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Let $S$ be a finite set of strings and $0 < k\leq l$ integers. We want to find the smallest set of strings $T(k,l)$ for which the following holds:

  • $\forall t \in T(k,l): k \leq |t| \leq l$
  • $\forall s \in S \ \exists t \in T(k,l): t \subset s$ (meaning: $s$ is containing $t$ as a contiguous substring).

I would appreciate any help regarding this problem. I see that I could generate the set of all strings with length between $k$ and $l$ then consider the power set but I think there must be a better way to solve this.

I'm not even sure how hard this problem is (I think there may be a reduction for the set cover problem which means it is $NP$-complete but I really don't know) or if there are any good approximation (or maybe exact) algorithms available.

I would like to solve this problem primarily in practice. Typically, $3 \leq k \leq l \leq 10$ holds, $|S| \approx 2000$ and the lengths of the elements in $S$ can vary from 10 to 50 mainly.

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  • $\begingroup$ This problem appears to be a generalization of the longest common substring problem. There is a lot of literature on the related longest common sub sequence problem (which is NP-hard), but I'm having a hard time finding similar results for the substring version. (which I also believe to be hard) $\endgroup$ – Discrete lizard Mar 4 at 12:46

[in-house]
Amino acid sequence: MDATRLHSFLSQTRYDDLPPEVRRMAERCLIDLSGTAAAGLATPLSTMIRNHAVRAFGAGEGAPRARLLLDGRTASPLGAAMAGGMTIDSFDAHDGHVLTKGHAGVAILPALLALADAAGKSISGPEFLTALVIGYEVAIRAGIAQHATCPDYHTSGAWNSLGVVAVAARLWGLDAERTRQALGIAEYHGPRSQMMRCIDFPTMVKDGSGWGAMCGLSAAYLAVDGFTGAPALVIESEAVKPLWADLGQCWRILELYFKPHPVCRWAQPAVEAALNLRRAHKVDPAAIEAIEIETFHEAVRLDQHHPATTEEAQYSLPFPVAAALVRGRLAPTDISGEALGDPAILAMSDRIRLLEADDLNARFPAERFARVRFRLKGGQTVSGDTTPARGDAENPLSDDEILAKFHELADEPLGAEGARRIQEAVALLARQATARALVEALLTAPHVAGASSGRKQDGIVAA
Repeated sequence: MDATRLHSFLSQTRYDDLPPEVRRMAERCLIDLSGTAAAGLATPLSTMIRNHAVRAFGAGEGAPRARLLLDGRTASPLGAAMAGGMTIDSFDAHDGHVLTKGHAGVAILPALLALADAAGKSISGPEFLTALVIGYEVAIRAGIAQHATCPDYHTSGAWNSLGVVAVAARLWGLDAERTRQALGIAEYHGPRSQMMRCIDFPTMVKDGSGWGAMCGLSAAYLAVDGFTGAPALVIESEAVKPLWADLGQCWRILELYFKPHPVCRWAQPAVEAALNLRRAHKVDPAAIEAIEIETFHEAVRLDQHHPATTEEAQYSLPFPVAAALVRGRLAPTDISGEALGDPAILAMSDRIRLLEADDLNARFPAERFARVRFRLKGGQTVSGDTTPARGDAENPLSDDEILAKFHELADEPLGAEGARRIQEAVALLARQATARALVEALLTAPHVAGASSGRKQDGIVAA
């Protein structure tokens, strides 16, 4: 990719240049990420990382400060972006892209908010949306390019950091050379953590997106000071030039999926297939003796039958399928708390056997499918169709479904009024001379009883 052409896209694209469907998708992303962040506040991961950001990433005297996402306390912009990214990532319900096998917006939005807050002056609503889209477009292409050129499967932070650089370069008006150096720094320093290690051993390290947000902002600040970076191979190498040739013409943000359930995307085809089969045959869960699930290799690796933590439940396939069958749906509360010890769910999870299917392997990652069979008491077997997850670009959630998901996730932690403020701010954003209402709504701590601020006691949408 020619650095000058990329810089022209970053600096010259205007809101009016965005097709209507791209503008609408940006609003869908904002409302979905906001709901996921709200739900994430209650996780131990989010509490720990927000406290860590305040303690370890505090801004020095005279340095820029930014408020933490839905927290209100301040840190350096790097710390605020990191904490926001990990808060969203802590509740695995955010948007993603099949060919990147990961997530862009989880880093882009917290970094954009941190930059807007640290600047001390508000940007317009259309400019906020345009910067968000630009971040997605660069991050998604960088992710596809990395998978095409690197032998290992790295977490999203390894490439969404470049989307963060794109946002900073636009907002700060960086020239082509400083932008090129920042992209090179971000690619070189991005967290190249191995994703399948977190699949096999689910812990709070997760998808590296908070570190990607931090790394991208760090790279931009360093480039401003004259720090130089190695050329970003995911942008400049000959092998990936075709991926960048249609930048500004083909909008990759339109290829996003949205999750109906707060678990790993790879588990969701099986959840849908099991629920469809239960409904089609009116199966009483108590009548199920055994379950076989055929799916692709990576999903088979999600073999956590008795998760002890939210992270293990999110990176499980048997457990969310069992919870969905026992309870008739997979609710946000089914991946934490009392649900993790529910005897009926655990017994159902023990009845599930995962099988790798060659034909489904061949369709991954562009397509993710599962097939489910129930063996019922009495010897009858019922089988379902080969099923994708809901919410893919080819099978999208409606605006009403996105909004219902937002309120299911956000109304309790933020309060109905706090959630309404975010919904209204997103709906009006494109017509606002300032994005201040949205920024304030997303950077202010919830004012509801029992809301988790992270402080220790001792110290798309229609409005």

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    $\begingroup$ Surely k doesn't affect the problem in any way: if you can do this with T containing a string of length less than k then you can just pad that string to have length k... $\endgroup$ – Daniel McLaury Mar 4 at 13:38
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    $\begingroup$ @DanielMcLaury You mean $l$, right? We are looking for a sub string, so we cannot just pad the elements in T. We can, of course, make them smaller. $\endgroup$ – Discrete lizard Mar 4 at 14:55
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    $\begingroup$ Approximation algs for this problem are discussed in Vijay Vazirani's text on approximation algorithms. books.google.com/… $\endgroup$ – Neal Young Mar 4 at 22:04
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Without loss of generality, we can take $l=k$. In particular, any solution to $T(k,l)$ can be converted into a solution for $T(k,k)$ by shortening each string that's longer to $k$ to a string of length $k$ (by deleting as many characters from the beginning or end as needed to get down to length $k$, chosen arbitrarily). So, it will simplify your life to focus on solving $T(k,k)$, i.e., finding a set of strings of length $k$.

Here is one possible approach. You don't need to exhaustively generate all strings of length $k$. Instead, you can generate all length-$k$ substrings of words of $S$. If each word of $S$ has length $\le n$, then there will be $\le (n-k+1) \cdot |S|$ of them. Then, you could apply some standard set-cover algorithm to that. So, you don't need to generate exponentially many strings; just polynomially many.

It's possible there may be better algorithms that take into account the combinatorial structure of the strings; I don't know.

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